VIDA by Patricia Engel

I saw this review in The New York Times Book Review for Vida, by Patricia Engel. It is a collection of stories about the daughter of Columbian immigrants in New Jerey "to whom nothing truly horrible or truly wonderful happens". From Amazon:

Vida Engel navigates issues of class, ethnicity, and identity with finesse in her debut collection, linked stories about Sabina, a child of Colombian immigrants who grows up in New Jersey before heading off to find work and love in Miami. "Diego was this guy that I met on Washington Avenue at three in the morning the summer I quit my job at the art gallery," the 23-year-old Sabina says in her typically understated voice in "Desaliento," a story about how dallying with the handsome Argentinean hustler seems glamorous and subversive. In "Lucho," Sabina, still in high school where her family is considered "spics, in a town of blancos," a neighbor boy with a rough past is the only one who pays attention to her. In the title story, Sabina, working in Miami, befriends an illegal Colombian immigrant who reveals a tale of being sold to a Miami brothel owner and later being "rescued" by the brothel's guard, now her boyfriend. Engel's prose is refreshingly devoid of pomp and puts a hard focus on the stiff compromises Sabina and her family have had to accept; there's a striking perspective to these stories.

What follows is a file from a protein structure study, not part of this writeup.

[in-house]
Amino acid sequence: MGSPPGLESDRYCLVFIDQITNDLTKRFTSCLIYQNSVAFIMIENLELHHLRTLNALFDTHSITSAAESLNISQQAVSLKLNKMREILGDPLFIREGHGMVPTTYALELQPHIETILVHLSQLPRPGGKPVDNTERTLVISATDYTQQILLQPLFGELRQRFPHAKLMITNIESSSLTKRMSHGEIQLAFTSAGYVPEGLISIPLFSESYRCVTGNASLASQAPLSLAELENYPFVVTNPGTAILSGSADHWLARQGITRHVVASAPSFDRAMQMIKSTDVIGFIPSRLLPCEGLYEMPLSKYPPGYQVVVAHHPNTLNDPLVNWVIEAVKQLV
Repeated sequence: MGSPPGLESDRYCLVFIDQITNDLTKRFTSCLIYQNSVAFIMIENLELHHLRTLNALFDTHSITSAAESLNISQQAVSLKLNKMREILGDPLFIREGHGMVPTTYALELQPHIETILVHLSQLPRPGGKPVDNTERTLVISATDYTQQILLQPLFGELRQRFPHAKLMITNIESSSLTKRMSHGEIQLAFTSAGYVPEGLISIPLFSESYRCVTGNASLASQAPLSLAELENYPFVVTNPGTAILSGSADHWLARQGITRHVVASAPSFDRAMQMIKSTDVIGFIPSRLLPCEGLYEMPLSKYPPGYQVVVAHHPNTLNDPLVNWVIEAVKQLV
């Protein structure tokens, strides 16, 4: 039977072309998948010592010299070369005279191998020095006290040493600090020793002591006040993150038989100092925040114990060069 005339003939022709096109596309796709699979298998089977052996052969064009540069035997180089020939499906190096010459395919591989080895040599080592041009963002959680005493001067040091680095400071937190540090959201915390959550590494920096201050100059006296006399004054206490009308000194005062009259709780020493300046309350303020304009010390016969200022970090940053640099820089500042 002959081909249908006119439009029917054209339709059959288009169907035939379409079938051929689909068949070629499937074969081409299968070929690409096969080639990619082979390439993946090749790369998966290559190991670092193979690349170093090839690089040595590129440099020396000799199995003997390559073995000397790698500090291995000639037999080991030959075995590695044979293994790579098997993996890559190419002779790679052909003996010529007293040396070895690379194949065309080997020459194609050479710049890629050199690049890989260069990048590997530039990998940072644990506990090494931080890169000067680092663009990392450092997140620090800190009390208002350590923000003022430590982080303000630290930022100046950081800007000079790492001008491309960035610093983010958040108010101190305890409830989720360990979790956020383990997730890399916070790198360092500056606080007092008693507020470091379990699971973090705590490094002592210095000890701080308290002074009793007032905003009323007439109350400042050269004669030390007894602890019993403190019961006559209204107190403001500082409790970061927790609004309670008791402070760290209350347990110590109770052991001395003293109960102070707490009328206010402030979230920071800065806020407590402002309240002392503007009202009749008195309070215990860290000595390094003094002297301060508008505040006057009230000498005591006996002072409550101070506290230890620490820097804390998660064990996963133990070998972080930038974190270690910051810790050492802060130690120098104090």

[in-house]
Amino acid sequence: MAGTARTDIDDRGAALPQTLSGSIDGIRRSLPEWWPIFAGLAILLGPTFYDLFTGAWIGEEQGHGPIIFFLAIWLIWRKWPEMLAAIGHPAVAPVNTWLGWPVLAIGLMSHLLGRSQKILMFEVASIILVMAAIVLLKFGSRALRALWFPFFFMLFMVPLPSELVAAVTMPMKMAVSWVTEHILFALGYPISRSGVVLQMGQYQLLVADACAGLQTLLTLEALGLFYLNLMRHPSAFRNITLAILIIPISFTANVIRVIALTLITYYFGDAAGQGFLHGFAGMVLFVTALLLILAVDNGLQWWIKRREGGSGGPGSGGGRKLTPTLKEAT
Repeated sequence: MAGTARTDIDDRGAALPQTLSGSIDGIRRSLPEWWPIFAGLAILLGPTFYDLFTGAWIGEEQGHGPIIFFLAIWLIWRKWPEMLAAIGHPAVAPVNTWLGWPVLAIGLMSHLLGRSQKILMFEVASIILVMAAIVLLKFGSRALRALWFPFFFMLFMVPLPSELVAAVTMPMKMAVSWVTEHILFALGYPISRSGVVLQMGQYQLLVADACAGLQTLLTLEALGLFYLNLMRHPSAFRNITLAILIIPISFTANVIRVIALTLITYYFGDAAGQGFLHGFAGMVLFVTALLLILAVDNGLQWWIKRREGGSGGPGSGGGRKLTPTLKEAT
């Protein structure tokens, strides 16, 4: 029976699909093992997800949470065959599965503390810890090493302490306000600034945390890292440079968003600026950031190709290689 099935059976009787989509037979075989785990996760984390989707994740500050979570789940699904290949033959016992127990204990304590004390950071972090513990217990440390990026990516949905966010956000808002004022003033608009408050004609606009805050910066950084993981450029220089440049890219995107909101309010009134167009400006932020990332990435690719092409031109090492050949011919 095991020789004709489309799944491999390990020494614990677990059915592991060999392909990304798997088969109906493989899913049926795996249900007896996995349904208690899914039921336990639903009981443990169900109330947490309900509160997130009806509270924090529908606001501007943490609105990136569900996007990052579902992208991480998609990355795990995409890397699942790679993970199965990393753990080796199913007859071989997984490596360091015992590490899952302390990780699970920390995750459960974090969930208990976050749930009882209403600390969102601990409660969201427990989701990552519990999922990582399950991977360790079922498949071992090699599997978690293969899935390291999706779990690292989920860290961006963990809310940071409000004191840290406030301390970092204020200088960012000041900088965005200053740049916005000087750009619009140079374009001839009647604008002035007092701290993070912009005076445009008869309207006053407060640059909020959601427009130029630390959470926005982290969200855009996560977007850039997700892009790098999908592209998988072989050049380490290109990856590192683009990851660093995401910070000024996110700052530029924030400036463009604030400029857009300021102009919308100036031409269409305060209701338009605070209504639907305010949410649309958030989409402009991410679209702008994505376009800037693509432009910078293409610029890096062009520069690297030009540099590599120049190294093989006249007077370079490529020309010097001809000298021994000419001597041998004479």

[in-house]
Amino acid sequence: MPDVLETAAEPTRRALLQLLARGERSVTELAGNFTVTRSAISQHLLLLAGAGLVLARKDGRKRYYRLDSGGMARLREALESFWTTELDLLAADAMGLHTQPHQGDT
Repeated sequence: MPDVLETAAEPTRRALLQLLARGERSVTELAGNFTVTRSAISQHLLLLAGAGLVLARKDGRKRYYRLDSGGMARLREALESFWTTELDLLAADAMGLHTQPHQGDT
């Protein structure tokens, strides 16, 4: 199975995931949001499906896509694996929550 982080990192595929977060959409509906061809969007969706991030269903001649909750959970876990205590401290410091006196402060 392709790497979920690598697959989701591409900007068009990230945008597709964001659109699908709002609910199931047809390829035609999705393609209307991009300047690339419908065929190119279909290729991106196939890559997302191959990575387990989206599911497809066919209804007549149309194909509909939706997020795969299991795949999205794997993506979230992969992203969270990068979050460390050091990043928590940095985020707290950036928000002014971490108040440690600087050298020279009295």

The Roving Editor was a huge fan of Vida:

[Vida] is a highly satisfying hybrid of novel and short story collection that is particularly successful in portraying a multi-dimensional central character.

Patricia has a way with arresting opening lines, and a seemingly effortless, conversational style of narration that is brilliantly sustained. This creates a rare sense of immediacy and intimacy that is the mark of a gifted storyteller.

There are many other glowing reviews online – might need to pick this one up!